Welcome to the new Independent website. We hope you enjoy it and we value your feedback. Please contact us here.

TV & Radio

Sport on TV: Bolt from the blue turns out to be rather run-of-the-mill

It was hard to say who was looking more shifty, Jonathan Edwards or Justin Gatlin. On Athletics: Diamond League – Rome (BBC3, Thursday) the former kept looking over the shoulder of his fellow presenter Colin Jackson as if he was looking for someone more interesting to talk to at a party. The former triple-jumper was stationed at the side of the track trying to attract the attention of Gatlin, who could be regarded as a supreme party-pooper, having just beaten the mighty Usain Bolt in the 100 metres.

"I'm not a fan of Gatlin," moaned Steve Cram from the safety of the commentary box, and indeed Gatlin's previous drug use does not endear him to many in the way that Bolt does. Gatlin proved elusive, though to be fair even a former professional athlete like Edwards will struggle to catch up with a sprinter for an interview – especially one who has taken performance-enhancing drugs in the past.

It could be that Gatlin was feeling a little paranoid because of all the Italian athletes wearing vests bearing the word Polizia. But it was actually Bolt who seemed to be the most confused. He told Jackson: "My legs didn't feel like my legs", which is the sort of thing a Jamaican rastafarian might say after his fourth or fifth bong pipe.

Bolt seemed sluggish in the "drive phase" after an unusually fast start and it was as if, like another beaten champion that night in Allyson Felix, he had been trying to run in a pair of fluffy pink moon boots. Everyone knows that those are no good for your feet.

Meanwhile Edwards was still fidgeting. Presumably that's why he was so good at the triple jump, which is the ultimate activity for those of a nervous disposition with plenty of energy to burn. Edwards's wandering eyes were understandable to a degree since Jackson was not at his most incisive as the pair chatted by the trackside barrier like a couple of old women gossiping over the garden fence. "Again, it's a little bit cooler since the sun's gone down in Rome," declared the former hurdler. That's "again", presumably, as in the same as yesterday, the day before or indeed any sunny day ever. Uncanny.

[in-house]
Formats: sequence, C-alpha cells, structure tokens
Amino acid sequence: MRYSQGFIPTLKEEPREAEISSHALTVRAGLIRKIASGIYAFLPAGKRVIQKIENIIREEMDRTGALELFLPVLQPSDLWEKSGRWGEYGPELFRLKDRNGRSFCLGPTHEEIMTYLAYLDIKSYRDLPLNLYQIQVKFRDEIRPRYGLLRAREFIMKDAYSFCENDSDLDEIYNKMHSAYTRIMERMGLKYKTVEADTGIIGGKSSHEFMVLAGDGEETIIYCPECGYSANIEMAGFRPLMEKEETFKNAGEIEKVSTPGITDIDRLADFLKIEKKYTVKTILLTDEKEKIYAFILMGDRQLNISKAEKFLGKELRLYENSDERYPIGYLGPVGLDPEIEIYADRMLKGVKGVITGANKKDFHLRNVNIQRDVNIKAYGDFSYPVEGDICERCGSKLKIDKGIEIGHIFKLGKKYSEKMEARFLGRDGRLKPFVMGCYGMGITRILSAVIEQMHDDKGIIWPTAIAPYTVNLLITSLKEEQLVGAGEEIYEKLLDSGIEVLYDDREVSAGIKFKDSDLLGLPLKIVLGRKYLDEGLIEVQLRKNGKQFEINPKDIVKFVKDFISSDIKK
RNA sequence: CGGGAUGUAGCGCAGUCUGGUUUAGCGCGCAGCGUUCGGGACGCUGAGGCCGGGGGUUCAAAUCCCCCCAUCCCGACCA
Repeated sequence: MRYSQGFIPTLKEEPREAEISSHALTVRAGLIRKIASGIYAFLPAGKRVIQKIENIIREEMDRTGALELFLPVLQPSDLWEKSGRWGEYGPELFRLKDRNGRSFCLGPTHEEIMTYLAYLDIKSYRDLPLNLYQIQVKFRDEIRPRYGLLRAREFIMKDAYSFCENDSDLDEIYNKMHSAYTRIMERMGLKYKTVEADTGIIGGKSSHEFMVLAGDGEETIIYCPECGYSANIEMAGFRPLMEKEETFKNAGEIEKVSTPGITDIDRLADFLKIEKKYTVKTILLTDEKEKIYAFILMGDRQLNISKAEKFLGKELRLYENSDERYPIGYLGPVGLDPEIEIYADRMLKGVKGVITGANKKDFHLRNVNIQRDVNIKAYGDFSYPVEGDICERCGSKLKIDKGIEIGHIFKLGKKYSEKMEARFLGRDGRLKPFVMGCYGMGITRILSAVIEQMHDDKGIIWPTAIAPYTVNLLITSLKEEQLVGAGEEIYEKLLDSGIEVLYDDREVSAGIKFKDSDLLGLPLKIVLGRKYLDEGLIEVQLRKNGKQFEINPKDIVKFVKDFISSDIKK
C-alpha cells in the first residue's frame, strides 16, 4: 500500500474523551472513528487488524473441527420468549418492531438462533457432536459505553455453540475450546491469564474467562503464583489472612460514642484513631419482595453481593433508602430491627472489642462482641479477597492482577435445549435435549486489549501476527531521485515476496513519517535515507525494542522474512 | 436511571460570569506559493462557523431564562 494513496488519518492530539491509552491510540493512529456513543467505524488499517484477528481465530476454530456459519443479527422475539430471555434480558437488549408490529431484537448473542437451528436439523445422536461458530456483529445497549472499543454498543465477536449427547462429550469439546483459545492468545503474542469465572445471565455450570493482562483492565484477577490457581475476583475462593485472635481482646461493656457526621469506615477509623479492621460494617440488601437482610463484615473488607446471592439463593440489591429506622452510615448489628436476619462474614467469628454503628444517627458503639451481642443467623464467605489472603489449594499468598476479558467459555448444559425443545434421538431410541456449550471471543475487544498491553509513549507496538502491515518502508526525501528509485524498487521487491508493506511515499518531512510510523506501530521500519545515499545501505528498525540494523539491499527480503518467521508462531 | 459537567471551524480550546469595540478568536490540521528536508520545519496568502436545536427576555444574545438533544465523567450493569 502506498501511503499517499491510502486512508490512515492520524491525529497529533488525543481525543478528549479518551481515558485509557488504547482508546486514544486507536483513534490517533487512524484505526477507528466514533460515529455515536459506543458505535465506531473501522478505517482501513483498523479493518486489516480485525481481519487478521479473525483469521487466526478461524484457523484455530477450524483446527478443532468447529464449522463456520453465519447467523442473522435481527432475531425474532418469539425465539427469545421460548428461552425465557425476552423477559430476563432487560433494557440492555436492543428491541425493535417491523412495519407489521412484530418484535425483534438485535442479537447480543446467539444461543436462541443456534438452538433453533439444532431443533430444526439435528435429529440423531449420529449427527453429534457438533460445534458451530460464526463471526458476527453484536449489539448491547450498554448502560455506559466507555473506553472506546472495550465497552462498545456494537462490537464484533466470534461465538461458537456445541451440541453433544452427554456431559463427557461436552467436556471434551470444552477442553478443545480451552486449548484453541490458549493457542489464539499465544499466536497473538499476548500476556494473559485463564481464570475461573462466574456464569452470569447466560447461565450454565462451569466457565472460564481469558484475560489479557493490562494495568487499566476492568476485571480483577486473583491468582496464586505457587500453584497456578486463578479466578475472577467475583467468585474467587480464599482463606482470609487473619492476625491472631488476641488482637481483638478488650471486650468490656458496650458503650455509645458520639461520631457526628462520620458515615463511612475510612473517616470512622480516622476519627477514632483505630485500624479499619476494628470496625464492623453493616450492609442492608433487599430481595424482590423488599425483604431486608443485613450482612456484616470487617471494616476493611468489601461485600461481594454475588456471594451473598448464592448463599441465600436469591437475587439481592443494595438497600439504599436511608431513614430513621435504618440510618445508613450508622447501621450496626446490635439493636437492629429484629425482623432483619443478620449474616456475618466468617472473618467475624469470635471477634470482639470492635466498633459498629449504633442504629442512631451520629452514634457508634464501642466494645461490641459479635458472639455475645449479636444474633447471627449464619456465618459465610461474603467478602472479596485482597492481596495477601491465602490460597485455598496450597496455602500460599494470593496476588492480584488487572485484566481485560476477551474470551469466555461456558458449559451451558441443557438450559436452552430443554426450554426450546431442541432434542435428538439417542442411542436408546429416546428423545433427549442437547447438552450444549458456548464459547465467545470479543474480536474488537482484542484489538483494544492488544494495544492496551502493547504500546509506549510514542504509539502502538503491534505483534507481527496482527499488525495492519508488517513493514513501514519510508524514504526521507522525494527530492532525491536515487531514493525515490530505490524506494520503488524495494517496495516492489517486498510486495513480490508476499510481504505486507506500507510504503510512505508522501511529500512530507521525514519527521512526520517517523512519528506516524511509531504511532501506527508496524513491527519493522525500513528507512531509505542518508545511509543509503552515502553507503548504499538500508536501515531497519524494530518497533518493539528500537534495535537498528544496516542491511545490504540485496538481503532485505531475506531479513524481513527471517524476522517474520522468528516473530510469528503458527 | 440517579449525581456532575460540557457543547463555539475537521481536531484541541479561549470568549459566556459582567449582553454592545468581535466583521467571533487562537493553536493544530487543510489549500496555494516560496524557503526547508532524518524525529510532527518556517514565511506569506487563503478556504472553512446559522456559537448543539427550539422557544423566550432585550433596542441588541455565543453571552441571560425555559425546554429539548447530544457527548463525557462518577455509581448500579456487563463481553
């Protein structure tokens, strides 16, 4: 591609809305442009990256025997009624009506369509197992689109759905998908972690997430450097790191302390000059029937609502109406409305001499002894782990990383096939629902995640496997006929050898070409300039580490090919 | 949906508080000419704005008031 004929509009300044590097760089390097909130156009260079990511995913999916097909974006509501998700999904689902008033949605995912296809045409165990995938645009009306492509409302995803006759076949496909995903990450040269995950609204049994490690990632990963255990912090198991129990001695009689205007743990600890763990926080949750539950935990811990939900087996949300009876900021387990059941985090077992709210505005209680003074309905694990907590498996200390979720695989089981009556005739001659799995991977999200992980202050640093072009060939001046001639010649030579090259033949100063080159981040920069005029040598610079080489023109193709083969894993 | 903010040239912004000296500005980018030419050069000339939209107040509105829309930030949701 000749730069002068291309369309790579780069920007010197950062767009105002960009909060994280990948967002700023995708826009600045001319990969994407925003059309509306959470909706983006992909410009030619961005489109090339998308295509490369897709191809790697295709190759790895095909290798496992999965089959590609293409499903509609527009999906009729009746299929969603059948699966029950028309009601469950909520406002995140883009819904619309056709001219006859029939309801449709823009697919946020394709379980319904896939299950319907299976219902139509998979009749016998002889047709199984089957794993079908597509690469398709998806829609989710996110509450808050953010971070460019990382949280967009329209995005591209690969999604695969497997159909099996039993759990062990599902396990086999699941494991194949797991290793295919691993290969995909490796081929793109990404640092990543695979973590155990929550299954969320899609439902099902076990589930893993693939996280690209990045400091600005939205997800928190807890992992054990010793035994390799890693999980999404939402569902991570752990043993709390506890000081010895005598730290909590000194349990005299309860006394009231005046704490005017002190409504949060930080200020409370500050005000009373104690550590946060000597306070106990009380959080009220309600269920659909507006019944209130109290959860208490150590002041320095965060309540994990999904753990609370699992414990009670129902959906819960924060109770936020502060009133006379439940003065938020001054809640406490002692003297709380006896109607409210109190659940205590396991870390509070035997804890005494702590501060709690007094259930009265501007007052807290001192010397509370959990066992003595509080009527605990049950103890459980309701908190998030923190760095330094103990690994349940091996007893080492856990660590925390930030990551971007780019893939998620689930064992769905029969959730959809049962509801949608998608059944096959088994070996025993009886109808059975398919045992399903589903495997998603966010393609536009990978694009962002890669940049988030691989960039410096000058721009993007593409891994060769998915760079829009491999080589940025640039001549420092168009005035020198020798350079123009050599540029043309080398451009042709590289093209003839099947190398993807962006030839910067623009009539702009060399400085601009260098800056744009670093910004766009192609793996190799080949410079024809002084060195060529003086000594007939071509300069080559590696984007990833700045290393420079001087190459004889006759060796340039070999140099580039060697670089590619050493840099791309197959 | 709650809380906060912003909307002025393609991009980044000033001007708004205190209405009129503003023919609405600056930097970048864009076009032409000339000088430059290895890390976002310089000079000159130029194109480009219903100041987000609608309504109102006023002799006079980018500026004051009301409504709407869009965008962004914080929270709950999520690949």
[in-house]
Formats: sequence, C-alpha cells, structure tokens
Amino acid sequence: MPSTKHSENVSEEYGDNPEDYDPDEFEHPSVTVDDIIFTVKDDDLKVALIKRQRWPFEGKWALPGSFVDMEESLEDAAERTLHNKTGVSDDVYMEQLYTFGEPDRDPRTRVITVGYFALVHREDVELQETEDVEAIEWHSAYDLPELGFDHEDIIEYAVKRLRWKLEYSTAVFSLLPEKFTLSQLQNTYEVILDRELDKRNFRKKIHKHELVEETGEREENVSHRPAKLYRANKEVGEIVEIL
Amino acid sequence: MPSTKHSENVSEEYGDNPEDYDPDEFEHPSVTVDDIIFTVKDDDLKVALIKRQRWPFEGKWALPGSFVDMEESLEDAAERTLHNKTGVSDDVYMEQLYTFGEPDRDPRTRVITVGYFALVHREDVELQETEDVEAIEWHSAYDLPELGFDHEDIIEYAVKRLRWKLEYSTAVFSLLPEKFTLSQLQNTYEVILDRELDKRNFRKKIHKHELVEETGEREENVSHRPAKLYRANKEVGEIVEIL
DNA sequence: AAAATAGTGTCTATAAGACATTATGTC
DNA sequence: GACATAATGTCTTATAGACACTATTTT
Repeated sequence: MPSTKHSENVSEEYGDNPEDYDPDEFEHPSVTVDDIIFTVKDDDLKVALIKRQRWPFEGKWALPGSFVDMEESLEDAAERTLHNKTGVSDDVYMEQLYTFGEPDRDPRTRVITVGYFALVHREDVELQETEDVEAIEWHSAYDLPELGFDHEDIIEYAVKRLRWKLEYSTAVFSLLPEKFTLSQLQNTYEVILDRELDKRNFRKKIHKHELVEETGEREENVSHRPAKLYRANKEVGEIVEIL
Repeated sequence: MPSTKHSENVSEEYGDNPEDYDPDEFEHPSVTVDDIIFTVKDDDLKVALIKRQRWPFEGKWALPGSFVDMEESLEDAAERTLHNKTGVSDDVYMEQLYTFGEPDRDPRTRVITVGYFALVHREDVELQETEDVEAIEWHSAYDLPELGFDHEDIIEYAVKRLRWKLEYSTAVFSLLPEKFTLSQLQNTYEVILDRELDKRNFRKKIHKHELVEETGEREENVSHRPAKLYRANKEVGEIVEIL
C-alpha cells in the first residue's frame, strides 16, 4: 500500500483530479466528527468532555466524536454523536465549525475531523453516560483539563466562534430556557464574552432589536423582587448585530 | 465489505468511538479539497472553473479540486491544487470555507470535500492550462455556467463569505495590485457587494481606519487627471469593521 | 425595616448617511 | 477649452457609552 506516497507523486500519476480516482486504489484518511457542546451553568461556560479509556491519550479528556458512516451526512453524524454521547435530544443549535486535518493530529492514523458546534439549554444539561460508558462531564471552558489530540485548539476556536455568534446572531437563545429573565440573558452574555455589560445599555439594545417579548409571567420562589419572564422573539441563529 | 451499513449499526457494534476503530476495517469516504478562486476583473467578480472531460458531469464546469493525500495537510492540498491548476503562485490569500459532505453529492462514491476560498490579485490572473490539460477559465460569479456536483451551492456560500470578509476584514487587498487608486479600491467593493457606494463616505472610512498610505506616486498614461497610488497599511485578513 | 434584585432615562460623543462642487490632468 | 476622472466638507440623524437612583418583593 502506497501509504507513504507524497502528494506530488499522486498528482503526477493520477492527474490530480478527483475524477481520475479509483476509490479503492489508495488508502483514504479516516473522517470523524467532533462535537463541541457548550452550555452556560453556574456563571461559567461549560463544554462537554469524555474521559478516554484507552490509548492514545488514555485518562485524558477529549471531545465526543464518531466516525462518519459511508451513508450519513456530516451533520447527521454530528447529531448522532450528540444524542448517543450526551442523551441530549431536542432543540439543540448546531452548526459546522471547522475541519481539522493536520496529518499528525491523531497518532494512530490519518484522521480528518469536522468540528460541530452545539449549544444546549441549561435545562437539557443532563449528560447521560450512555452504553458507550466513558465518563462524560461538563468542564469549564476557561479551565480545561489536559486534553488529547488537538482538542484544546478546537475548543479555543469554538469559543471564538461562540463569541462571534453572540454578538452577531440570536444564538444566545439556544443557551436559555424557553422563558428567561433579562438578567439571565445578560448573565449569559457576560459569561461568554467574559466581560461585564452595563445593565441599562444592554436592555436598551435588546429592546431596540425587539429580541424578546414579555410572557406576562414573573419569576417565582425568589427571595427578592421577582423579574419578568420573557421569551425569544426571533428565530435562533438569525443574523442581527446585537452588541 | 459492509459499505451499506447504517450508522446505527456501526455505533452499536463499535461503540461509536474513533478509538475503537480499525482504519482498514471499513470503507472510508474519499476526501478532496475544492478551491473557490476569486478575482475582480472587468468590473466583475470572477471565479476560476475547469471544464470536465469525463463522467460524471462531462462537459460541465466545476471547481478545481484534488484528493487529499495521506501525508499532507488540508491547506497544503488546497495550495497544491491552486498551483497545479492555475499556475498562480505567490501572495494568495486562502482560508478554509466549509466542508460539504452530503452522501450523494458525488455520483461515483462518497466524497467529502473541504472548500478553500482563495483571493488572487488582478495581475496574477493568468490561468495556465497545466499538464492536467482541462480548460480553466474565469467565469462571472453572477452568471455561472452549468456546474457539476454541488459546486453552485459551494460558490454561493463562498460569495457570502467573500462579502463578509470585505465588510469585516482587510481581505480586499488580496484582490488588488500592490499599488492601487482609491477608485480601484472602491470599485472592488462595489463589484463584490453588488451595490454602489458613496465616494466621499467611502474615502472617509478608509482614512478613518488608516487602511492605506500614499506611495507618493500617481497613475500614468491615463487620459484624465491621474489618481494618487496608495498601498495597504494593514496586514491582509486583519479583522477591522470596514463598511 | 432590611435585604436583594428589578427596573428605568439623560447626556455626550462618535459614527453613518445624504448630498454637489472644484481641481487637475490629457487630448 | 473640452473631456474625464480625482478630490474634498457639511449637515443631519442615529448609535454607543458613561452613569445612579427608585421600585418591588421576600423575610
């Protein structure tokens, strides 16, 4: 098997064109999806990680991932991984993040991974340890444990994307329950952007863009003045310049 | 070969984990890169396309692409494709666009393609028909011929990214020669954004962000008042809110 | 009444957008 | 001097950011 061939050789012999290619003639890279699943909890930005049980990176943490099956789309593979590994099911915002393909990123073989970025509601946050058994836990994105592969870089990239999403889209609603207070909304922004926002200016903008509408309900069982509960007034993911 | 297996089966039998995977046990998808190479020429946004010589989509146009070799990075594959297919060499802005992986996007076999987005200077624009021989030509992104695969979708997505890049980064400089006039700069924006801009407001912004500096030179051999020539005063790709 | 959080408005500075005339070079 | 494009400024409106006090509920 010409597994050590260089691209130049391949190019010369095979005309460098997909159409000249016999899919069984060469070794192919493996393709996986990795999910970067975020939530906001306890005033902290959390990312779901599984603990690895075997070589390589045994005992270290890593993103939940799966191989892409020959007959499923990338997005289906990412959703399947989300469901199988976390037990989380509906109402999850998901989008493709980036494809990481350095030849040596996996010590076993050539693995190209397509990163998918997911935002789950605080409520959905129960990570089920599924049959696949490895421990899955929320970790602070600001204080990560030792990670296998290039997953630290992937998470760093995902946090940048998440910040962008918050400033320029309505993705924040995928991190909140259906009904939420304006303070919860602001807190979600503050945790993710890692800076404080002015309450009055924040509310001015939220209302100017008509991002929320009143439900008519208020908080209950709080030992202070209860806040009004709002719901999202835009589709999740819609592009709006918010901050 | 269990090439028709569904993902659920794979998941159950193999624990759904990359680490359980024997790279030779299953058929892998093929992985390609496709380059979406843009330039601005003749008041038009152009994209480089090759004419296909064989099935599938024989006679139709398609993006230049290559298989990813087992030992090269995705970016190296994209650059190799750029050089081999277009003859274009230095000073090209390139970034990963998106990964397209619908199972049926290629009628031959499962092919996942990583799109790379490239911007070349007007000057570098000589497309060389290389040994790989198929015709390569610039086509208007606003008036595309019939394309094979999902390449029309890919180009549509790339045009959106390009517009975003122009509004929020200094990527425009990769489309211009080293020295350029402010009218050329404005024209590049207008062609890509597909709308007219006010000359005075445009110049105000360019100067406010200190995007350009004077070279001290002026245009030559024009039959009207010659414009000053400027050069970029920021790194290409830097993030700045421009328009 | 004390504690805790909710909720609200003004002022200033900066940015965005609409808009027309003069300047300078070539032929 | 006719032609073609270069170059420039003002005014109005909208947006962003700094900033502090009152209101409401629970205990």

They kept chatting about the 100m even while commentating on other events, sometimes in the same sentence. The level of adulation accorded Bolt was like the flattery bandied about the court of the Sun King or Stalin's inner circle. Even after he lost, Edwards said: "It's an odd thing to say but it feels like it doesn't matter that he lost." So after all that, none of it really meant anything at all.

At least the completion of the race meant we didn't have to watch the "Boltdown" countdown clock ticking in the corner of the screen. It made for uncomfortable viewing, like a ticking bomb. For the shortest sporting event in the world, it was a very long, slow build-up. So it was a shame that the bombshell of Bolt being beaten wasn't the earth-shattering event we thought it was.

* Après le déluge, a bucketful of praise for ITV's Tennis: French Open coverage, with John Inverdale, Jim Courier and Co having to perform the kind of conversational acrobatics normally reserved for Test Match Special as the rain poured down in Paris.

If time seemed to be passing slowly as the heavens opened, it was almost worse during the actual matches, given the excessive use of slow-motion camera shots. It was like watching astronauts floating around the court.

Such was the screeching during Maria Sharapova's semi-final against Victoria Azarenka on Thursday, it was as if there had been an invasion of extra-terrestrials as well as wet weather. But at least in super slo-mo, as with the film Alien, it was a case of "In space no one can hear you scream".